by Sahaja Carimokam
Xlibris Corporation, 568 pages, 2011, $36.99.
—Reviewed by Roy Oksnevad, director of Muslim Ministries, Wheaton College.
Sahaja Carimokam’s (pseudonym) Muhammad and the People of the Book is the best book I have read in a long time. Carimokam primarily addresses the question of Muhammad’s relationship with non-Muslims. Since significant portions of the Qur’an, Sira (history of Muhammad), and Hadith (Traditions) are devoted to non-Muslims, a study like this is very significant in understanding the Qur’an and Islamic early history.
Carimokam’s approach is not the traditional theological-historical perspective of some Western scholars, who confine their enquiries to Islamic literary sources and works from within the confines of traditional Muslim scholarship. Nor does he take the revisionist’s perspective of an a priori that assumes the historical traditional position based on Islamic primary sources to be false and seeks to deconstruct Islamic history.
Rather, Carimokam takes a serious, critical, dispassionate (i.e., non-polemical) search for knowledge, unconstrained by ecclesiastical institutional priorities. His concern is for the historical accounts from which he can reconstruct what actually happened. He writes not from a dry, scholarly perspective, but instead engages the reader on every page.
Carimokam brings the emic (insider) perspective, which includes scholars such as Ibn Ishaq, Ibn Kathir, and Al-Tabari from Islamic sources to modern commentators like Yusuf Ali. He incorporates the modern, Western scholarship of Watt, Wellhausen, Donner, and Lammens, and interacts with revisionist’s luminaries such as Wansbrough, Cook, and Crone. He also adds his voice to the discussion.
Each section breaks down the number of verses dealing with the particular topic. In Chapter 3 concerning the Middle Meccan period of 613-614 CE, Carimokam notes concerning God’s judgment, hellfire, and pleasures of heaven,
The content of the Qur’an also changes significantly…. The total for these three categories is now about 25 percent of the text, down from more than 50 percent of the earlier chapters. In contrast, Jewish and Christian apocryphal traditions, which were only 2 percent of the verses in the first 48 chapters now jump to 32 percent of the text or 540 verses.
He uses phrases such as, “Over time, the Prophet’s tone becomes more militant” or “An appeal to nationalistic or tribal linguistic sentiments is implicit.” The author gives his opinion concerning traditions (and early commentators) when the texts read back into the history of Islam to complete a phenomenon or explain a particular practice.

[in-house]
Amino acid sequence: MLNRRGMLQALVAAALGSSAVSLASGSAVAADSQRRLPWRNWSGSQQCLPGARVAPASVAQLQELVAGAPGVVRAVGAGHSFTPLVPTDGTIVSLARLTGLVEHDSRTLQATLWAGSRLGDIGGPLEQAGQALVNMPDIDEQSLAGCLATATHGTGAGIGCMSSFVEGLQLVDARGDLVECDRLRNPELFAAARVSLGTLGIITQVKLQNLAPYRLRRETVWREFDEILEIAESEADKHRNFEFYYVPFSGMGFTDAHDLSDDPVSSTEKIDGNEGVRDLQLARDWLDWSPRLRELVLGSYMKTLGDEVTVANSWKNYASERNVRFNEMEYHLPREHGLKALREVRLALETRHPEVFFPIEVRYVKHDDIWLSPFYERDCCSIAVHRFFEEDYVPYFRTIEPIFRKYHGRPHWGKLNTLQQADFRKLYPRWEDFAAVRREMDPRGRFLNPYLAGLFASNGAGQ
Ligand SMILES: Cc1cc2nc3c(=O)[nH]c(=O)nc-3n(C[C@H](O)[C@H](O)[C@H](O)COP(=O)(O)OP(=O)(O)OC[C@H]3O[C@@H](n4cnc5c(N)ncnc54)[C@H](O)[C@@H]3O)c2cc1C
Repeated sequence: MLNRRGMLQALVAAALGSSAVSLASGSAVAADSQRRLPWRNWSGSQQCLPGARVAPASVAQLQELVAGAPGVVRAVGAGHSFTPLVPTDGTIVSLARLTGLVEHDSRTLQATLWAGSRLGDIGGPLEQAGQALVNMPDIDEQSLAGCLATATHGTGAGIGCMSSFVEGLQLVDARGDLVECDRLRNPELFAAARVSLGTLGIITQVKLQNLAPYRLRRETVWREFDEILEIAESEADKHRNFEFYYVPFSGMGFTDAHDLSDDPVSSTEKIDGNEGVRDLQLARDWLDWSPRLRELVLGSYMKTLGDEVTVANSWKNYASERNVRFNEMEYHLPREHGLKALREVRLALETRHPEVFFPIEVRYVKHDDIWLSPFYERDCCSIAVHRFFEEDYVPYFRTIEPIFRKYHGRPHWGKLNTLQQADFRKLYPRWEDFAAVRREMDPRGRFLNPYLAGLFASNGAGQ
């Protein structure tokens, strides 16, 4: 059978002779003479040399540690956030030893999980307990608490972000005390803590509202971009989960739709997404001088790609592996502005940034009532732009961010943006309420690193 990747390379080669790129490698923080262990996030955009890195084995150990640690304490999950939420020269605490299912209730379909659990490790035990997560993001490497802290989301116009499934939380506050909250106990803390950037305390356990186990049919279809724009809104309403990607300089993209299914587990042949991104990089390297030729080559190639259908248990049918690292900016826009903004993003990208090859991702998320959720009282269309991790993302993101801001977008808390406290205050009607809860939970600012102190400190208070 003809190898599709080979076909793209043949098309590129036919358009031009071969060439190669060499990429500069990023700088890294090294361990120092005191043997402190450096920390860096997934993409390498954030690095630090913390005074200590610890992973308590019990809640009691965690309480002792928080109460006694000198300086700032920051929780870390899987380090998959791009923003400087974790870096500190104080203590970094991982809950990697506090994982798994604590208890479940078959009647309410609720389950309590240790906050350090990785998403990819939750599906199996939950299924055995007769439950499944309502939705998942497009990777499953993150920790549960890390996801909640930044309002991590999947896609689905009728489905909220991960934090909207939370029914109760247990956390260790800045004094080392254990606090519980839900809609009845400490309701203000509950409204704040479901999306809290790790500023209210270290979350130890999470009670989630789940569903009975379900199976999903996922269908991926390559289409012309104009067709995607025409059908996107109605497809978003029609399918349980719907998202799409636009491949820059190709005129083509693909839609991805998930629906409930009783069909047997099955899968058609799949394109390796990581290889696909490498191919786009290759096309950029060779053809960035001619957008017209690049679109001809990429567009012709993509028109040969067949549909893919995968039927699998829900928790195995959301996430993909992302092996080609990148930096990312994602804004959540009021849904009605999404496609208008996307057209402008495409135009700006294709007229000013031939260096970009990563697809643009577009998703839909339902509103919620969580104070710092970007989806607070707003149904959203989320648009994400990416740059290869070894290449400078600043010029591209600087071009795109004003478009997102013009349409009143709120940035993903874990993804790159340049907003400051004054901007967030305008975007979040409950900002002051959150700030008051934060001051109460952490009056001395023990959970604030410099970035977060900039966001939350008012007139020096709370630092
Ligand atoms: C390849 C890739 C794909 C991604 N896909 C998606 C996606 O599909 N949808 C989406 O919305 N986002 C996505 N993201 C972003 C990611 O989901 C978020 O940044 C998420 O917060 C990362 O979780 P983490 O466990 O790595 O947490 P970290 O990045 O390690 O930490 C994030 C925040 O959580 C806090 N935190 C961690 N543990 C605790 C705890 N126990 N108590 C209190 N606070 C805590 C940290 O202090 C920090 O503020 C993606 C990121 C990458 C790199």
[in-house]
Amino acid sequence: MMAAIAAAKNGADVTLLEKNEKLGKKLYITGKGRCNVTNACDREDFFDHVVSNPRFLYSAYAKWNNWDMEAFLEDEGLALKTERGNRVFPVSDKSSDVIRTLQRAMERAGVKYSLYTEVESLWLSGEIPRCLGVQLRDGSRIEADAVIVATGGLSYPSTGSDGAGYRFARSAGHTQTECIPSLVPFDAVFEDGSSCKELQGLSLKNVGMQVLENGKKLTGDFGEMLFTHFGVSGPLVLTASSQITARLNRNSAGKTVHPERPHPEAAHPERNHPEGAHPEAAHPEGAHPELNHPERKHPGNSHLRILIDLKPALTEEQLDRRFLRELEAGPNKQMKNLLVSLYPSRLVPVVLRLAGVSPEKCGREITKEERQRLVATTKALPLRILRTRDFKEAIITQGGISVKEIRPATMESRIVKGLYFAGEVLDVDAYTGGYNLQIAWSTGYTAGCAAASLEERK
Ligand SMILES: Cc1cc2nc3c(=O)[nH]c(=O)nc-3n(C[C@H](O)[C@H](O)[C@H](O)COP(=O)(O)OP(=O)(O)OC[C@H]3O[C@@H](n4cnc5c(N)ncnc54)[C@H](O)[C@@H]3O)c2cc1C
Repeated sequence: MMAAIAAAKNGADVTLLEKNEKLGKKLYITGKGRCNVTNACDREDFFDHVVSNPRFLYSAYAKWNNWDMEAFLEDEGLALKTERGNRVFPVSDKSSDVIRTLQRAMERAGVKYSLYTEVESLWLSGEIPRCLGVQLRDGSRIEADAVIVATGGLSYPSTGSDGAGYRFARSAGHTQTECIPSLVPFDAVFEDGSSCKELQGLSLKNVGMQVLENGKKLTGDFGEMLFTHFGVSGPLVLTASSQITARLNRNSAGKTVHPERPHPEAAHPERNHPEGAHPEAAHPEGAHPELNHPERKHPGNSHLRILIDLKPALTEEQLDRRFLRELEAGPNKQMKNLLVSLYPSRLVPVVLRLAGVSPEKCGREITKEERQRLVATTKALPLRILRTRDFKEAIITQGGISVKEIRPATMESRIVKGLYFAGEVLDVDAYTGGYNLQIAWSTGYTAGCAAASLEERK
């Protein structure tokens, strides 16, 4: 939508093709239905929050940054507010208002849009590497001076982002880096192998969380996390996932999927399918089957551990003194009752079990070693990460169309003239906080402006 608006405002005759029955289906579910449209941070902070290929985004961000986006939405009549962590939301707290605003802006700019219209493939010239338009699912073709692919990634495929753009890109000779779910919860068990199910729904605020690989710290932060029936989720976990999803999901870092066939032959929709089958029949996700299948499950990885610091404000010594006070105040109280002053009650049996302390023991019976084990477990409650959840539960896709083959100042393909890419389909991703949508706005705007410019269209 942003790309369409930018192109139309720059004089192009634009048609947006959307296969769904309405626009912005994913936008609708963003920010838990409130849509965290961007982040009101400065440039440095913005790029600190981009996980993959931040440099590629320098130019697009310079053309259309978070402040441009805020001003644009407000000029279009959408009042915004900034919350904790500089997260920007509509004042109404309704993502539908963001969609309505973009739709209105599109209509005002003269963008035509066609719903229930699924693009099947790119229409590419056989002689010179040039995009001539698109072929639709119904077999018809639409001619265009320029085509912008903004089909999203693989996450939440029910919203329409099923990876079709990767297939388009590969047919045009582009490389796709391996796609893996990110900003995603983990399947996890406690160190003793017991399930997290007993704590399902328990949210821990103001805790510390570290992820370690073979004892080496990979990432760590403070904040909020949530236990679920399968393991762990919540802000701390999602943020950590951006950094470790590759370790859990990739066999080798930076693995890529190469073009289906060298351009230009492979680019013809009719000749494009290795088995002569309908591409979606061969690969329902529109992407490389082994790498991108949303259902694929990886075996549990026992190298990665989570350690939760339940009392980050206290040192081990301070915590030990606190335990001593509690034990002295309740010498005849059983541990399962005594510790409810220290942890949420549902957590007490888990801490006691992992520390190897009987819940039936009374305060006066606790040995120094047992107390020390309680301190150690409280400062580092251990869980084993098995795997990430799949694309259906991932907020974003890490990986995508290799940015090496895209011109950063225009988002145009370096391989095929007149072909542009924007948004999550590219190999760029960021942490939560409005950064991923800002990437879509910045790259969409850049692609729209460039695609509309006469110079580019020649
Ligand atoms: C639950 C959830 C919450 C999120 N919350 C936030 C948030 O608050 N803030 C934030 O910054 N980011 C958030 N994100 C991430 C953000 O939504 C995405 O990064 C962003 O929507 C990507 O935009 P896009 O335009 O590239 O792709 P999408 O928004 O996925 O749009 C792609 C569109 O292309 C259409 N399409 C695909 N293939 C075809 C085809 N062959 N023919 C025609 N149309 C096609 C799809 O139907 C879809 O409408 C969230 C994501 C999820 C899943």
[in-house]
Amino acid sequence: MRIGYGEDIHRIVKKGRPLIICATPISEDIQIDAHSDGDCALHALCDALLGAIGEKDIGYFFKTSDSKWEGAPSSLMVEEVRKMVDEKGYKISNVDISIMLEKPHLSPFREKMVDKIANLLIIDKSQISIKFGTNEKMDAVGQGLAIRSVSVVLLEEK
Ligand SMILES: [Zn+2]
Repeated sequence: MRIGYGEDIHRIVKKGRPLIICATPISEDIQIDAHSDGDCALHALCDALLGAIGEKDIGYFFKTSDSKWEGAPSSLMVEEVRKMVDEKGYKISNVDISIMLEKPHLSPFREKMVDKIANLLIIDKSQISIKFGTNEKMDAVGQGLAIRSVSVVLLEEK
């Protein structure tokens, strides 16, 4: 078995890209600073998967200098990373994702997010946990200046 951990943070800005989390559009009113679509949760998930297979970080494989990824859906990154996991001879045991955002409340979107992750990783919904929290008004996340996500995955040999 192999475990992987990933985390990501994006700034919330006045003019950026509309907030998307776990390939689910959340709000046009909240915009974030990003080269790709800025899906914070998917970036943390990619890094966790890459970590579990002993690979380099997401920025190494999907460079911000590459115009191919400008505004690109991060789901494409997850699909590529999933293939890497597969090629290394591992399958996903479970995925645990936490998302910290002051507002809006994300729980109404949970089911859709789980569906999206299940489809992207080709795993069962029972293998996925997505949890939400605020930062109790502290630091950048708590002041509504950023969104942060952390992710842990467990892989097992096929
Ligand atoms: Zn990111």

Carimokam adds his own informed commentary on the Qur’an. In explaining the Qur’anic story of the sacrifice of Isaac, he states, “It is ironic that the one time the Qur’an gets the story correct from a Jewish perspective, Muslims reject the clear implication of the text.” In so doing, the author artfully and seamlessly floats between the various perspectives, keeping a critical eye on the text, historical context, Islamic commentators, and Western scholarship in an effort to reconstruct what actually happened.
The footnotes also contain helpful insights. For instance, in footnote 855 on page 252, Carimokam explains Ibn Kathir’s remarks concerning the Qur’anic rendition of the companions of Musa (Moses), whom he considers unworthy for their unwillingness to pursue jihad.
Unfortunately, the last chapter, 14, breaks the normal, engaging style and seems to be an academic article, unedited for this publication and inserted at the end. It breaks the chronological and logical flow of the book and takes on a more polemic unveiling of sexual practices to non-Islamic minority women within the context of Islamic law.
This book is not for the casual reader wanting to understand Islam. It is for the serious student and scholar looking for a critical, dispassionate (non-polemical) search for knowledge, which seeks to reconstruct what actually happened, all the while bringing in multiple perspectives to each text.
EMQ, Vol. 48, No. 1, pp. 122, 124. Copyright © 2012 Evangelism and Missions Information Service (EMIS). All rights reserved. Not to be reproduced or copied in any form without written permission from EMIS.